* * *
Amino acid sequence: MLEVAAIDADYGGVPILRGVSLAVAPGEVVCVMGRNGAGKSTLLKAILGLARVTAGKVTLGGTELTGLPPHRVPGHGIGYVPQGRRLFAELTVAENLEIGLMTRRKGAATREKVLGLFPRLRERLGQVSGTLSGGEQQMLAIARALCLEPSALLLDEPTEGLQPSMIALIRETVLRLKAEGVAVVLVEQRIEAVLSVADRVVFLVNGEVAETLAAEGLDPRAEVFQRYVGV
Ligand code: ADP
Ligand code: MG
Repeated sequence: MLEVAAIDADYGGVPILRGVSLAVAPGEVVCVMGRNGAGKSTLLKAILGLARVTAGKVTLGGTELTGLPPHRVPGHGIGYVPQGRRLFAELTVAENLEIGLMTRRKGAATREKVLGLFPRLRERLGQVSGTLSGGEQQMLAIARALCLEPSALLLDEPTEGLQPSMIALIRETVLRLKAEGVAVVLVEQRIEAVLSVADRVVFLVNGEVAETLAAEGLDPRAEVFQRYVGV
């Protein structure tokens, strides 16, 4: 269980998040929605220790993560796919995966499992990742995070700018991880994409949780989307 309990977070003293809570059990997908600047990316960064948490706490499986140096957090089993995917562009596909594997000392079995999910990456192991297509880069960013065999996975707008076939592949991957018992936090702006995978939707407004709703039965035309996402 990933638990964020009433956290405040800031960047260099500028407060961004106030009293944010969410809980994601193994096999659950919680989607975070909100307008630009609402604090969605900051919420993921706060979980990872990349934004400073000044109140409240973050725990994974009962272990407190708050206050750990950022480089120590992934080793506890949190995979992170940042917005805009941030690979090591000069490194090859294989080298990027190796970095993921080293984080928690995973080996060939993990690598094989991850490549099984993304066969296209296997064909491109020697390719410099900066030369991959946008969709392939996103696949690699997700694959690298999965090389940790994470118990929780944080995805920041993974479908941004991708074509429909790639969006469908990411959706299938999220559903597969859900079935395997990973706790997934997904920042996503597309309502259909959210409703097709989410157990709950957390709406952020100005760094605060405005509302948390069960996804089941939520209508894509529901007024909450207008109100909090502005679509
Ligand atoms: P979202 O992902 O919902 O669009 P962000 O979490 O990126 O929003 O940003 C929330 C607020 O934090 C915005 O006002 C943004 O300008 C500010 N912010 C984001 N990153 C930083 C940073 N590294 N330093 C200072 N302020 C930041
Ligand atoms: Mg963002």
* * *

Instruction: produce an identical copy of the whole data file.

Amino acid sequence: MLEVAAIDADYGGVPILRGVSLAVAPGEVVCVMGRNGAGKSTLLKAILGLARVTAGKVTLGGTELTGLPPHRVPGHGIGYVPQGRRLFAELTVAENLEIGLMTRRKGAATREKVLGLFPRLRERLGQVSGTLSGGEQQMLAIARALCLEPSALLLDEPTEGLQPSMIALIRETVLRLKAEGVAVVLVEQRIEAVLSVADRVVFLVNGEVAETLAAEGLDPRAEVFQRYVGV
Ligand code: ADP
Ligand code: MG
Repeated sequence: MLEVAAIDADYGGVPILRGVSLAVAPGEVVCVMGRNGAGKSTLLKAILGLARVTAGKVTLGGTELTGLPPHRVPGHGIGYVPQGRRLFAELTVAENLEIGLMTRRKGAATREKVLGLFPRLRERLGQVSGTLSGGEQQMLAIARALCLEPSALLLDEPTEGLQPSMIALIRETVLRLKAEGVAVVLVEQRIEAVLSVADRVVFLVNGEVAETLAAEGLDPRAEVFQRYVGV
């Protein structure tokens, strides 16, 4: 269980998040929605220790993560796919995966499992990742995070700018991880994409949780989307 309990977070003293809570059990997908600047990316960064948490706490499986140096957090089993995917562009596909594997000392079995999910990456192991297509880069960013065999996975707008076939592949991957018992936090702006995978939707407004709703039965035309996402 990933638990964020009433956290405040800031960047260099500028407060961004106030009293944010969410809980994601193994096999659950919680989607975070909100307008630009609402604090969605900051919420993921706060979980990872990349934004400073000044109140409240973050725990994974009962272990407190708050206050750990950022480089120590992934080793506890949190995979992170940042917005805009941030690979090591000069490194090859294989080298990027190796970095993921080293984080928690995973080996060939993990690598094989991850490549099984993304066969296209296997064909491109020697390719410099900066030369991959946008969709392939996103696949690699997700694959690298999965090389940790994470118990929780944080995805920041993974479908941004991708074509429909790639969006469908990411959706299938999220559903597969859900079935395997990973706790997934997904920042996503597309309502259909959210409703097709989410157990709950957390709406952020100005760094605060405005509302948390069960996804089941939520209508894509529901007024909450207008109100909090502005679509
Ligand atoms: P979202 O992902 O919902 O669009 P962000 O979490 O990126 O929003 O940003 C929330 C607020 O934090 C915005 O006002 C943004 O300008 C500010 N912010 C984001 N990153 C930083 C940073 N590294 N330093 C200072 N302020 C930041
Ligand atoms: Mg963002």